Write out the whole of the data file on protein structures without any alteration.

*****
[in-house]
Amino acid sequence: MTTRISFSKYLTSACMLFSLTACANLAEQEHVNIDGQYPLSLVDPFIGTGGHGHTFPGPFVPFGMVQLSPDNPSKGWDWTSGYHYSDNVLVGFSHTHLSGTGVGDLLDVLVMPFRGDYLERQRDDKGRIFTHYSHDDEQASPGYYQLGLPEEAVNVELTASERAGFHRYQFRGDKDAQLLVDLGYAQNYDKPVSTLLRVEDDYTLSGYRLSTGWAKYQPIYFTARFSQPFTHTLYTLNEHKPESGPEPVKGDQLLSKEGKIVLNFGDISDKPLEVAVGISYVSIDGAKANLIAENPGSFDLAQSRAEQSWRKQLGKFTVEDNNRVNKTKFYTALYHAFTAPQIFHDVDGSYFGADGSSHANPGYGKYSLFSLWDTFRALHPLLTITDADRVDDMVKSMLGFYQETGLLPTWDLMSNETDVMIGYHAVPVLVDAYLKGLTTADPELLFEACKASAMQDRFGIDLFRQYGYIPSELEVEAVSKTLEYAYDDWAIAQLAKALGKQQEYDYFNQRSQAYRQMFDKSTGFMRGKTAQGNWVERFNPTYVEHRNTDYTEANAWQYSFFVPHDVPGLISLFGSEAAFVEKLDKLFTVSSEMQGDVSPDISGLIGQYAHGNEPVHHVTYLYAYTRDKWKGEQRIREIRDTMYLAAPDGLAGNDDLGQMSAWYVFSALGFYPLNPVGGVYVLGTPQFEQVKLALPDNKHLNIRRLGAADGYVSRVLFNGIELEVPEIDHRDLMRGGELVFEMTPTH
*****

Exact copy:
[in-house]
Amino acid sequence: MTTRISFSKYLTSACMLFSLTACANLAEQEHVNIDGQYPLSLVDPFIGTGGHGHTFPGPFVPFGMVQLSPDNPSKGWDWTSGYHYSDNVLVGFSHTHLSGTGVGDLLDVLVMPFRGDYLERQRDDKGRIFTHYSHDDEQASPGYYQLGLPEEAVNVELTASERAGFHRYQFRGDKDAQLLVDLGYAQNYDKPVSTLLRVEDDYTLSGYRLSTGWAKYQPIYFTARFSQPFTHTLYTLNEHKPESGPEPVKGDQLLSKEGKIVLNFGDISDKPLEVAVGISYVSIDGAKANLIAENPGSFDLAQSRAEQSWRKQLGKFTVEDNNRVNKTKFYTALYHAFTAPQIFHDVDGSYFGADGSSHANPGYGKYSLFSLWDTFRALHPLLTITDADRVDDMVKSMLGFYQETGLLPTWDLMSNETDVMIGYHAVPVLVDAYLKGLTTADPELLFEACKASAMQDRFGIDLFRQYGYIPSELEVEAVSKTLEYAYDDWAIAQLAKALGKQQEYDYFNQRSQAYRQMFDKSTGFMRGKTAQGNWVERFNPTYVEHRNTDYTEANAWQYSFFVPHDVPGLISLFGSEAAFVEKLDKLFTVSSEMQGDVSPDISGLIGQYAHGNEPVHHVTYLYAYTRDKWKGEQRIREIRDTMYLAAPDGLAGNDDLGQMSAWYVFSALGFYPLNPVGGVYVLGTPQFEQVKLALPDNKHLNIRRLGAADGYVSRVLFNGIELEVPEIDHRDLMRGGELVFEMTPTH